Developmental Dyslexia And Vision


Developmental dyslexia affects almost 10% of school-aged children and represents a significant public health problem. Its etiology is unknown. The consistent presence of phonological difficulties combined with an inability to manipulate language sounds and the grapheme–phoneme conversion is widely acknowledged. Numerous scientific studies have also documented the presence of eye movement anomalies and deficits of perception of low contrast, low spatial frequency, and high frequency temporal visual information in dyslexics. Anomalies of visual attention with short visual attention spans have also been demonstrated in a large number of cases. Spatial orientation is also affected in dyslexics who manifest a preference for spatial attention to the right. This asymmetry may be so pronounced that it leads to a veritable neglect of space on the left side. The evaluation of treatments proposed to dyslexics whether speech or oriented towards the visual anomalies remains fragmentary. The advent of new explanatory theories, notably cerebellar, magnocellular, or proprioceptive, is an incentive for ophthalmologists to enter the world of multimodalcognition given the importance of the eye’s visual input.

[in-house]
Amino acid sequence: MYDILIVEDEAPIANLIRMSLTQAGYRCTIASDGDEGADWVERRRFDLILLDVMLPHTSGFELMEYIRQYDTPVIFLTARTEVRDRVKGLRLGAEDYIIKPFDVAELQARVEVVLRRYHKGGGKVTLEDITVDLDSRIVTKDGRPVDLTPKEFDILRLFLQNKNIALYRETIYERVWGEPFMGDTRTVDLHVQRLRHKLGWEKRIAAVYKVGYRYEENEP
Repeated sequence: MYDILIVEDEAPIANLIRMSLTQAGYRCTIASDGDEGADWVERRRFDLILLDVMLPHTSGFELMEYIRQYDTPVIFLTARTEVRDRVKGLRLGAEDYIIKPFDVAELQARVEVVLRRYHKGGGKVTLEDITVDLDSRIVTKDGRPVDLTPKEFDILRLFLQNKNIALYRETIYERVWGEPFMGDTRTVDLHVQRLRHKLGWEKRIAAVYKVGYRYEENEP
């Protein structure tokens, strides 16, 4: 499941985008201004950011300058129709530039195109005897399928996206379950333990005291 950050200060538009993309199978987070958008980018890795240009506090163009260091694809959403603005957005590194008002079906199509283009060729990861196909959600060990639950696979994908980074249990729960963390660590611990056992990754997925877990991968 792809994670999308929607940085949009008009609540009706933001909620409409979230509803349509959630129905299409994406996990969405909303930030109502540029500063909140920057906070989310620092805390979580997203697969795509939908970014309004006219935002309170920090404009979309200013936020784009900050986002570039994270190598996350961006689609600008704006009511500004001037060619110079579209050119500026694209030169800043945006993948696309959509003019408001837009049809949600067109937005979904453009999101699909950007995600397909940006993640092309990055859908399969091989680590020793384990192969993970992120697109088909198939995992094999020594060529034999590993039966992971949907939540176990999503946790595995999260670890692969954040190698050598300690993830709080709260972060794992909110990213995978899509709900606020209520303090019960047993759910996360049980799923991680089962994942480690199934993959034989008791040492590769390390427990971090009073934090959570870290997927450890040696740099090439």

Comments: Ophthalmology in the United States has, for decades, stated that vision has nothing to do with academics and in particular reading. Despite the overwhelming evidence to the contrary, ophthalmology in the USA still maintains that vision has nothing to do with learning. Well here’s a paper in the May 2013 issue of Clinical Ophthalmology by several French ophthalmologists that reviews developmental dyslexia and vision. Guess what they found? Yep, many aspects of vision and vision information process does affect how we learn. This means that if a vision deficit is present we can probably “fix” it with optometric vision therapy. that’s good news for our patients, their families, their teachers and all involved. The FREE full version of this paper is available on line at . Please download this and share with all you know. Don’t forget to tell our ophthalmology colleagues, that they should read this review as well. Sooner would be better than later. DM

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